John Heaton (jheaton) wrote,
John Heaton

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Writers Guild Awards

If there's one thing that will inspire me to write in my journal, it's entertainment industry awards. Today it's the Writers Guild Awards.

The Writers Guild of America represents writers in the writers in the motion picture, broadcast, cable and "new technologies" industries. "New technologies" encompasses "CD-ROMs, Internet videos, original creative sites, digital animation (including Flash and Shockwave animated presentations) and other innovations." I think they added this category back when people thought interactive CD-ROMs and episodic web sites (remember The Spot?) were thought to be the next big thing. I wonder how many "new technologies" Guild members there are? The WGA website doesn't answer that question, but since they don't give awards for new technologies writing, my guess is, not many.

They do give awards for television and film writing though. The nominees for the adapted screenplay award are About A Boy, About Schmidt, Adaptation, Chicago, and The Hours. No surprises there, except perhaps that so many of them start with the letter A. The original screenplay nominees are a bit more surprising: Antwone Fisher, Bowling for Columbine, Far From Heaven, Gangs of New York, and My Big Fat Greek Wedding. I don't recall Antwone Fisher as being all that well received, so it surprised me that the WGA thought highly enough of it to give it a nomination. And the nod for Bowling for Columbine is interesting because you don't see documentaries nominated outside of documentary categories very often. Chalk it up to the influence of Hollywood lib'ruls, I guess. And some people might be surprised to see My Big Fat Greek Wedding nominated as an original screenplay, since it's rather well-known that Tom Hanks decided to finance the film after seeing Nia Vardalos's one-woman show of the same name, but in fact the screenplay was written first, and she based the stage show on it after she was unable to sell it. But I wasn't surprised because I already knew that.

The television awards are always more fun than the film awards, because the writers get to nominate their own scripts, so you don't necessarily see the same things nominated for WGA awards as you do for, say, the Emmys. What's more, the writer can submit any version of the script, so the nominated script may bear little to no resemblance to the episode that actually aired. (Famously, Harlan Ellison submitted his original script for the Star Trek episode "The City of the Edge of Forever," because he was mad about the changes Gene Roddenberry made for the shooting script. The original version won the WGA award, but the shooting script version won the Hugo for Best Dramatic Presentation. Draw your own conclusions.)

Anyway, on to the current nominees. There's a new animation category this year, and Fox swept it. The nominees include three episodes of The Simpsons, one each of Futurama and King of the Hill, and an animated special called Santa, Baby. I'm particularly pleased with the nomination for Futurama; the nominated episode, "Godfellas," is, in my opinion, among the top ten episodes of that series. Interestingly, two of the three nominated Simpsons episodes involved the family traveling to a foreign country (Canada and Brazil).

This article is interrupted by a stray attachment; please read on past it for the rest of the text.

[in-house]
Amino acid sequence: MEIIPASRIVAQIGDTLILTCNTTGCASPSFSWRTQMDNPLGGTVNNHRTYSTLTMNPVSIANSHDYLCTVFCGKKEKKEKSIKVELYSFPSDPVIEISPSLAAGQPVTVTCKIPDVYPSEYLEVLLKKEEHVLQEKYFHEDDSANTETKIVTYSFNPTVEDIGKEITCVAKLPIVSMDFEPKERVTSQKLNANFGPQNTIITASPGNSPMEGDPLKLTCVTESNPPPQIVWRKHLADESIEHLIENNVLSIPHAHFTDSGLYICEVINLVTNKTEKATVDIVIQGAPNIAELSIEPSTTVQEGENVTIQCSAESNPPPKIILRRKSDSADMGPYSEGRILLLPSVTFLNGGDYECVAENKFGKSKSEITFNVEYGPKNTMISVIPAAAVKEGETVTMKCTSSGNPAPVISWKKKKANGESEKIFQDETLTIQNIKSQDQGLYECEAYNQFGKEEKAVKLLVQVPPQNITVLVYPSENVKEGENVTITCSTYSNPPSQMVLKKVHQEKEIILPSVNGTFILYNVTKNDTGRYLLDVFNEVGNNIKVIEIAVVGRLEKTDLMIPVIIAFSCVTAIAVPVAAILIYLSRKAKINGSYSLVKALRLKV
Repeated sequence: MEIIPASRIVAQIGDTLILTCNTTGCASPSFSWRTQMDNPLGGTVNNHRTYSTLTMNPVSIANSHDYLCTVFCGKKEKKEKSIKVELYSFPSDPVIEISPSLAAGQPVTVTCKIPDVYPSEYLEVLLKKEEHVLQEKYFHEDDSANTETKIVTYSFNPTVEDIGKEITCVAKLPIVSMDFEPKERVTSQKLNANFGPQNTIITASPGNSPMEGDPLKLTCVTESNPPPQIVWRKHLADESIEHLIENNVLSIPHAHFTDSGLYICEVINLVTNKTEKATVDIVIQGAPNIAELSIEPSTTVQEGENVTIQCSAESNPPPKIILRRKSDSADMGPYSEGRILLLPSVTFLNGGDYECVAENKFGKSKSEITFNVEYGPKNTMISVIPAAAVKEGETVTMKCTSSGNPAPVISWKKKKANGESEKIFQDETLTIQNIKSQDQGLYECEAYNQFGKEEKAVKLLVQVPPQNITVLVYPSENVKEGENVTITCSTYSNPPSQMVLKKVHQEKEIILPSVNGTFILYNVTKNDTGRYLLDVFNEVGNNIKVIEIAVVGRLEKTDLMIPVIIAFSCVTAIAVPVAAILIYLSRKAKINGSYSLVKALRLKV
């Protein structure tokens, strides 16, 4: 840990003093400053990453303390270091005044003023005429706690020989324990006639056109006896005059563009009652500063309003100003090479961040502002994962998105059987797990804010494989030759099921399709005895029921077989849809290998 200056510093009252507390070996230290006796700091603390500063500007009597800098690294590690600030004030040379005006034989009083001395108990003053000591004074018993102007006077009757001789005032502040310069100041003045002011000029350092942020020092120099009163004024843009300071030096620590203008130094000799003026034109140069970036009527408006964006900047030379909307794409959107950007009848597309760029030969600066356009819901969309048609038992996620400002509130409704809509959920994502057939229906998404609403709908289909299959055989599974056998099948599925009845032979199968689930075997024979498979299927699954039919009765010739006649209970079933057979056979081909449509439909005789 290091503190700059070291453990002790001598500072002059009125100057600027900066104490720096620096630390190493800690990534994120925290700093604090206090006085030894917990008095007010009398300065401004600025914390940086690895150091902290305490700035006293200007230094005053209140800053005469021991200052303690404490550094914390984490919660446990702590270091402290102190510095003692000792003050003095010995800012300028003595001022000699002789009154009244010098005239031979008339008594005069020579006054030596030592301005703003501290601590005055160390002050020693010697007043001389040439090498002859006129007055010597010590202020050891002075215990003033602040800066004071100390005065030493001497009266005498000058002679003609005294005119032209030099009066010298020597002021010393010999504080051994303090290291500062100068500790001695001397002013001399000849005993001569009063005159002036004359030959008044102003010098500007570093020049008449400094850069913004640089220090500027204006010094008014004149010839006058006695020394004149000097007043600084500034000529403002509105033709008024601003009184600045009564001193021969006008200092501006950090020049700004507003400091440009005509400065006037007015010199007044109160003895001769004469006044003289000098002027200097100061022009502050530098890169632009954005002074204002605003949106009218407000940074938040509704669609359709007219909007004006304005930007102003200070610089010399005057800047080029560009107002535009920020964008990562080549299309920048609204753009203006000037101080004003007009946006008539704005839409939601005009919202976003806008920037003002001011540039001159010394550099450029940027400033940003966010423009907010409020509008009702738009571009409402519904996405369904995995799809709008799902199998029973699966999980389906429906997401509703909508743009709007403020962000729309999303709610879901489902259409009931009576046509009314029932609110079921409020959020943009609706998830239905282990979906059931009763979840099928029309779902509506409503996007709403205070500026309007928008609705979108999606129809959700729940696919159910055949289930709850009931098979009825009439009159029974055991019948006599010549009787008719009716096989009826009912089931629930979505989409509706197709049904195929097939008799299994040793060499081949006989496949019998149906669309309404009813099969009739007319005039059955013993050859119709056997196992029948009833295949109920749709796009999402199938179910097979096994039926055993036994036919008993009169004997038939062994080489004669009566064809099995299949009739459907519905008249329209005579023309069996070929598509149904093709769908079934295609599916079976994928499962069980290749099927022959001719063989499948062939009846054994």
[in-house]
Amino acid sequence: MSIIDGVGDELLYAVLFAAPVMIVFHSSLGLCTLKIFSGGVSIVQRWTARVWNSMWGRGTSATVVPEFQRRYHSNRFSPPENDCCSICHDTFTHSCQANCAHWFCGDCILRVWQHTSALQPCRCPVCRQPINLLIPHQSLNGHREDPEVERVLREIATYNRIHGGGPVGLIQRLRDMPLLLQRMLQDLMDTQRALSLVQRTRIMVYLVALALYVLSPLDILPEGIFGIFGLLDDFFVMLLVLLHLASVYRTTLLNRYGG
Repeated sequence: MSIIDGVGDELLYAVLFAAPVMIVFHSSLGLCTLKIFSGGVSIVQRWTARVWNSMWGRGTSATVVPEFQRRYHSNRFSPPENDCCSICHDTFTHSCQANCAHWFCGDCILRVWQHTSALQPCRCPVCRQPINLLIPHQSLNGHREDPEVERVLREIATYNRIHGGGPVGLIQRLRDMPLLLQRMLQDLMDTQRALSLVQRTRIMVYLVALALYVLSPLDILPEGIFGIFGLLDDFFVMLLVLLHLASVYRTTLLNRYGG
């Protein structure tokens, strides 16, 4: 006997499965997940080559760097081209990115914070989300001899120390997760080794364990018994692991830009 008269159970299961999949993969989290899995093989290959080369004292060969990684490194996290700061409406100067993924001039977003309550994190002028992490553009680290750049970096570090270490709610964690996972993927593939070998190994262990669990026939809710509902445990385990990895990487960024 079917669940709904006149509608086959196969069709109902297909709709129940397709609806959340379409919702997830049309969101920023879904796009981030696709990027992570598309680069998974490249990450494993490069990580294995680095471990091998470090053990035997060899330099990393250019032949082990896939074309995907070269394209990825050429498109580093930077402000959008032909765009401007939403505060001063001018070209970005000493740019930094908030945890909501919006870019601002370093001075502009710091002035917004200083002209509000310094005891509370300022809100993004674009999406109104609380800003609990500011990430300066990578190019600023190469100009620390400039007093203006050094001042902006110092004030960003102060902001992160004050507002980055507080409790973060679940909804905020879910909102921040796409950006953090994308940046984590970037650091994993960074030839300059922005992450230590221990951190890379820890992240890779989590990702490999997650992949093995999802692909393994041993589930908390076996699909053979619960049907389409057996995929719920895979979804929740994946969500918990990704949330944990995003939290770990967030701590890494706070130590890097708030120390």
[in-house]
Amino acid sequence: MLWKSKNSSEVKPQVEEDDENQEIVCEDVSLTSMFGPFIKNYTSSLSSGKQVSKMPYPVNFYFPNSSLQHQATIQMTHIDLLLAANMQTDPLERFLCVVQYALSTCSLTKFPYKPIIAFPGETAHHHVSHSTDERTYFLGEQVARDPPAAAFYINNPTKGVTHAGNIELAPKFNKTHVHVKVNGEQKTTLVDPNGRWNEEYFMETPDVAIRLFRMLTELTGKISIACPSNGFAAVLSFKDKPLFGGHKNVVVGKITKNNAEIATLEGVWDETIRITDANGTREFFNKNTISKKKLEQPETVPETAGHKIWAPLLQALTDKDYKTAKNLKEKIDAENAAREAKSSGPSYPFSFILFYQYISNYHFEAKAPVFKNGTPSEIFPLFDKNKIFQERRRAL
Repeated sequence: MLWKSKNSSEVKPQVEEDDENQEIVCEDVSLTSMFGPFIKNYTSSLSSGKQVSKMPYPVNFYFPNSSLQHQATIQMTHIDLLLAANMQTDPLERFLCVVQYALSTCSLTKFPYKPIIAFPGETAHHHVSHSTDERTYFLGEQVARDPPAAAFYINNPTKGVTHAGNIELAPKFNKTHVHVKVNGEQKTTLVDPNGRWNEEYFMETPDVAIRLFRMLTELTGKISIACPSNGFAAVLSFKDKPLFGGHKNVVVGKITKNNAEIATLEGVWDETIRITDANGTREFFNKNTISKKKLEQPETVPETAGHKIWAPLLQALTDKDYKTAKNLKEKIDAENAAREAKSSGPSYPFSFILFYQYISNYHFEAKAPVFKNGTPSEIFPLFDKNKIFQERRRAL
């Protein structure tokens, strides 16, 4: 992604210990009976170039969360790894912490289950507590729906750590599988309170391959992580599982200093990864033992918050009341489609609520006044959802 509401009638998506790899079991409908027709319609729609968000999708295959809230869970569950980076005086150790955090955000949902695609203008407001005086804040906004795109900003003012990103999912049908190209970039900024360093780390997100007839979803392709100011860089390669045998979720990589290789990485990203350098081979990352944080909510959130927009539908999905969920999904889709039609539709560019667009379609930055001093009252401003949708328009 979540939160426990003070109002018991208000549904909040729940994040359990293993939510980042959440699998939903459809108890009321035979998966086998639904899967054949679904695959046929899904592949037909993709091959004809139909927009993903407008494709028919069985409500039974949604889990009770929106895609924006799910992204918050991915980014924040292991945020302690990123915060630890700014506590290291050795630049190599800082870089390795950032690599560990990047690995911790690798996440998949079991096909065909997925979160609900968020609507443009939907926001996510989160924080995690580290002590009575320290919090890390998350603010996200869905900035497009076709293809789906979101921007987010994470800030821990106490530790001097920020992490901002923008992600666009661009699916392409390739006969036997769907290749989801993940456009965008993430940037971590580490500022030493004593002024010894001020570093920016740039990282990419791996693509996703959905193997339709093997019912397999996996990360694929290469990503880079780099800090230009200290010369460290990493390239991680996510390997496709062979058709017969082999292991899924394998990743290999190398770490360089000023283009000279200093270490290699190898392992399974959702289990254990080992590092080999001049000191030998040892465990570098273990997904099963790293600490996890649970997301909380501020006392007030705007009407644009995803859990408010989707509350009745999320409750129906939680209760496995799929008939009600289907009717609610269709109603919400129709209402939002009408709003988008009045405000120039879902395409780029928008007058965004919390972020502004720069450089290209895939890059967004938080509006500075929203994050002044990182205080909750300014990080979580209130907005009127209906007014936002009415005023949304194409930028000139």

In the Episodic Drama category, we have the usual suspects -- The West Wing, Six Feet Under, ER and The Sopranos -- but a couple of unexpected nominees as well. The pilot episode of The Education of Max Bickford got a nomination. You know, Max Bickford wasn't a great show by any stretch of the imagination, but I do agree that the pilot was well-written. I tend not to have strong emotional reactions to fictional characters, but I found Max to be deeply annoying and almost completely unlikable. Any script that can create that kind of emotional reaction in me must be pretty good. The other unexpected nominee in this category was the Showtime series Resurrection Blvd., which I've never seen and about which I know only what I just looked up in the IMDb.

In the episodic comedy category, we have three episodes of Sex and the City (ugh), the pilot of The Bernie Mac Show, an episode of Frasier, the episode of Ed in which Carol didn't get married (which, come to think of it, actually describes every episode of Ed to date), and ... wait, what this? I don't believe it! The pilot episode of Scrubs! Finally, a little love for the Scrubsters. I love Scrubs. Too bad it was bumped last night in favor of a lackluster Friends rerun. And speaking of which, the lack of nominations for Friends reinforces my perception that in recent seasons the cast has elevated the scripts, which in my experience is unusual. It's usually the other way around.

I don't really care about the rest of the television categories, or the shows nominated in them, so I'm going to ignore them and jump down to the radio categories, which are surprising in that there are no nominees from NPR. Nor, having looked back over the nominees from recent years, have there ever been any nominees from NPR, at least as far back as 1996, which is as far back as the records go online. There must be some rule that prohibits material that airs on NPR from being considered. Maybe NPR writers aren't allow to join the Guild? Unfortunately, the WGA website was of little help to me. How dare they!

The awards will be announced March 8, but will apparently not be televised. What's up with that? I'd watch.

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